Cirneco dell’Etna’s Function | Is the Cirneco a Sighthound? No. If classified as a “Hound,” the Cirneco is a Scenthound. While employing sight and sound almost equally, its primary sense is scent. It is a hunter that functions independently to locate and flush prey, voicing when prey is found, running rabbit to its burrow, and, yes, pointing—especially when hunting fowl.
The Cirneco is a primitive breed with functional attributes not commonly converging and, in their embodiment, present a challenge given the expectations of the American fancy.
The expression “form follows function” is often a throw away, almost as common as a “good morning.” But, taken seriously, it is the underpinning of any performance dog of which the Cirneco dell’Etna is no exception. Not all factors described within a breed standard are crucial to the existence of a specific breed through its function. Aesthetics, subject for another time, is the second half of the soul of breed type.
The function of the Cirneco dell’Etna is the hunting of small mammals, primarily rabbit, and fowl.
The terrain upon which the Cirneco survived by virtue of its hunting prowess is not that of open land for as far as the eye can see. A canine that is large or built for speed is not rewarded with sustenance for survival on rocky slopes and small agricultural plots.
Size is crucial to the Cirneco’s ability to enter and work within tight areas—thickets and rocky crevices. For this reason, the breed standard has well-defined boundaries for size, which include disqualifications. Disqualifications in size, while not common, are not a novelty for breeds where function is affected. The Whippet is the well-known breed within our same Hound Group with a size maximum and minimum.
For the Cirneco, the disqualifications arise for dogs outside the range of 18-20 inches and for bitches outside the range of 17-19 inches. This is easy to apply if the time is taken to evaluate the exemplars individually, rather than seeking uniformity, or lack thereof, within the whole of the exhibits in the conformation ring. Unfortunately, this breed suffers more than most from having the least uniform exemplar in the ring be the most compliant to the breed standard. There has been a dearth of the use of a wicket, in both conformation and performance events, with the result of disqualifiable dogs having completed AKC titles.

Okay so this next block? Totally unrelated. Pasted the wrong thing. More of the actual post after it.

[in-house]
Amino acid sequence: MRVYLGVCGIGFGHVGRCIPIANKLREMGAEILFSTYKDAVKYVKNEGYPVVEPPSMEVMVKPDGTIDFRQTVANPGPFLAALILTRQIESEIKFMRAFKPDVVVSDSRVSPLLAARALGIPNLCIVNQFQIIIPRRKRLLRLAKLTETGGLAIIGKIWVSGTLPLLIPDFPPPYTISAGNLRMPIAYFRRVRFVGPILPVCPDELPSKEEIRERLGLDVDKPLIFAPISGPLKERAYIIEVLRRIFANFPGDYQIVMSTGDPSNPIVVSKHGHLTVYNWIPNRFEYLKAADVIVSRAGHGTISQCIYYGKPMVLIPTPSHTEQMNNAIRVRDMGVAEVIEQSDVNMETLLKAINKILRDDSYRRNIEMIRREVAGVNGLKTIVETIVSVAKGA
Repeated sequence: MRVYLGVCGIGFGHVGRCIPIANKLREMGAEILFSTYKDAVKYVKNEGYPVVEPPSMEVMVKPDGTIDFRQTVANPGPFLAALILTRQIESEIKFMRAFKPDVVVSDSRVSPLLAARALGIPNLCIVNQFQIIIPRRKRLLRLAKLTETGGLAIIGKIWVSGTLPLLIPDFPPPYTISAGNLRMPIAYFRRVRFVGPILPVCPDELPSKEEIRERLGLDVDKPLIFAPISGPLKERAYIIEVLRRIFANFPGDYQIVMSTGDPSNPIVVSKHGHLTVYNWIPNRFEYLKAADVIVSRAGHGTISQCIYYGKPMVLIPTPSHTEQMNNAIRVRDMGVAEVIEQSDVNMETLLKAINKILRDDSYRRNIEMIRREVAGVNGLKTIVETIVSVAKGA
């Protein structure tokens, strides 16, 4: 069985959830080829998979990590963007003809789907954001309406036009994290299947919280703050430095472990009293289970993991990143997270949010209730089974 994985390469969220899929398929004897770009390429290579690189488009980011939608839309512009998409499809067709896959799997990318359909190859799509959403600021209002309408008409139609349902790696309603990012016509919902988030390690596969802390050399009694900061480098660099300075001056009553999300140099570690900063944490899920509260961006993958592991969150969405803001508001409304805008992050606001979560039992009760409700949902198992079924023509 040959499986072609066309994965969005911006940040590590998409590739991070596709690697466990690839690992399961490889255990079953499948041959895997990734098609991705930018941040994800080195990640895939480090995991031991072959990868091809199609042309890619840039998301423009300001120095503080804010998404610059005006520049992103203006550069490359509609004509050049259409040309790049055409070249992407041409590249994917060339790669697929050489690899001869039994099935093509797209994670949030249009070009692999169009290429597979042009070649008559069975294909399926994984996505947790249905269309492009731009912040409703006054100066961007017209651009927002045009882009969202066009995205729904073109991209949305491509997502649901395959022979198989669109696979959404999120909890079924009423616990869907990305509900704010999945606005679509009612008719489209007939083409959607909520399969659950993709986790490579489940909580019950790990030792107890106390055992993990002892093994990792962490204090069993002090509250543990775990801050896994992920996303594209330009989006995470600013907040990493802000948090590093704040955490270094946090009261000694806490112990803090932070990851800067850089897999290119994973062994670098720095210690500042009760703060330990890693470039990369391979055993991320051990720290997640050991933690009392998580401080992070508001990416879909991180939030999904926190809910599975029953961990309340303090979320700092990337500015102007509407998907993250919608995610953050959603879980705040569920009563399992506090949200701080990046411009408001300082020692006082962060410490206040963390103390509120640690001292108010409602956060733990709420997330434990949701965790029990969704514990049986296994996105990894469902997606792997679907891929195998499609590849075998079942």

The Cirneco Breed Standard contains a hierarchy of tools for evaluation: “Disqualifications,” “Severely Penalized,” “Undesirable,” and “Less Desirable.” The only trait with the label of “undesirable” (not “disqualification” or “severely penalized”) is “Gait: Tendency to throw feet sideways or hackney action.”
Obviously, movement is important. But what is the movement? A hunting dog that works on rocky terrain, whether rocks along a river, hills and mountains or simply rock walls dividing fields, places where rabbits are likely to reside, is a dog with a short forearm and a lifting motion. “Springy trot” is the expression used to describe the action imposed by this short forearm, necessary for sure-footed climbing and working on rocky slopes. The cultural divide: no reach and drive. The breed standard specifically states: “Springy trot without excessive extension.” To further shock the sensibilities, the traversing of irregular terrain is not severely hampered by the lack of a perfect springy trot. A dog too straight in the shoulder can still perform its function with movement that is hackney or a paddling motion. Hackney action or throwing of feet sideways is not the most efficient of actions and, for this reason, is “undesirable.” But it also is not a characteristic that impedes function, as would size. Size impedes the ability to access prey, eat, and survive.
“Undesirable.” There are many references within the standard to “fault” and “severe fault” but, again, those terms are not found in reference to movement. Yes, movement is important insofar as the ability to fulfill function. But it is necessary to first correctly envision the function to be accomplished.
The deviations from the Breed Standard for the Cirneco dell’Etna are here summarized in order of severity:
- Size: Height not within the stated limits.
Dogs 18-20 inches; Bitches 17-19 inches;
- Eyes: Walleye, an eye with a whitish iris or blue eye(s);
- Ears: Totally hanging ears or bat ears;
- Mouth: Overshot or undershot mouth;
- Color: Black nails.
Total depigmentation, self-colored brown or liver, brown patches or hairs, brindle coat: or any presence of black, whether patches, hairs, or pigmentation including of
- Eyes: Brown or yellow iris;
- Body: Excessive tuck-up;
- Tail: Curled over the back.
- Gait: Tendency to throw feet sideways or hackney action.
- Color: A white collar.
The Broken Record of Form Follows Function
By M. Lucia Prieto